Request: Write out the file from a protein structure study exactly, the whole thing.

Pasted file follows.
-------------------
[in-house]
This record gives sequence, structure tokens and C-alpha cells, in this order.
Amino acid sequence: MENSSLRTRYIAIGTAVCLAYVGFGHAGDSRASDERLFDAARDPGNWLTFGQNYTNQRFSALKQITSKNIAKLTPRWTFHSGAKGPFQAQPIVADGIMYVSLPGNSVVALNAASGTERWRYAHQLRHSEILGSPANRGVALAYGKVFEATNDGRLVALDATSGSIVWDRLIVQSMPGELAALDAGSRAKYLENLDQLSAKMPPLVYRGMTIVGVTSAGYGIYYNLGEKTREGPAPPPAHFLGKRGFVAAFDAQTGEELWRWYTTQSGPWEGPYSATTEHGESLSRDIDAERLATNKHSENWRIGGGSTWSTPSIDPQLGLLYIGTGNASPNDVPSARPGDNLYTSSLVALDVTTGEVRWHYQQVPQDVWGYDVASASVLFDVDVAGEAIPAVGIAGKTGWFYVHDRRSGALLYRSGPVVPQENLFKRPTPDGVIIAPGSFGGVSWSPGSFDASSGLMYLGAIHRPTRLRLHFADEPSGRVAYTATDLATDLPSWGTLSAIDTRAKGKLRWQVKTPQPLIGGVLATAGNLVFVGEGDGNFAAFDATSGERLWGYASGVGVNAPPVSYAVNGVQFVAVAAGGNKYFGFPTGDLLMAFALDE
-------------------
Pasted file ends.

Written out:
[in-house]
This record gives sequence, structure tokens and C-alpha cells, in this order.
Amino acid sequence: MENSSLRTRYIAIGTAVCLAYVGFGHAGDSRASDERLFDAARDPGNWLTFGQNYTNQRFSALKQITSKNIAKLTPRWTFHSGAKGPFQAQPIVADGIMYVSLPGNSVVALNAASGTERWRYAHQLRHSEILGSPANRGVALAYGKVFEATNDGRLVALDATSGSIVWDRLIVQSMPGELAALDAGSRAKYLENLDQLSAKMPPLVYRGMTIVGVTSAGYGIYYNLGEKTREGPAPPPAHFLGKRGFVAAFDAQTGEELWRWYTTQSGPWEGPYSATTEHGESLSRDIDAERLATNKHSENWRIGGGSTWSTPSIDPQLGLLYIGTGNASPNDVPSARPGDNLYTSSLVALDVTTGEVRWHYQQVPQDVWGYDVASASVLFDVDVAGEAIPAVGIAGKTGWFYVHDRRSGALLYRSGPVVPQENLFKRPTPDGVIIAPGSFGGVSWSPGSFDASSGLMYLGAIHRPTRLRLHFADEPSGRVAYTATDLATDLPSWGTLSAIDTRAKGKLRWQVKTPQPLIGGVLATAGNLVFVGEGDGNFAAFDATSGERLWGYASGVGVNAPPVSYAVNGVQFVAVAAGGNKYFGFPTGDLLMAFALDE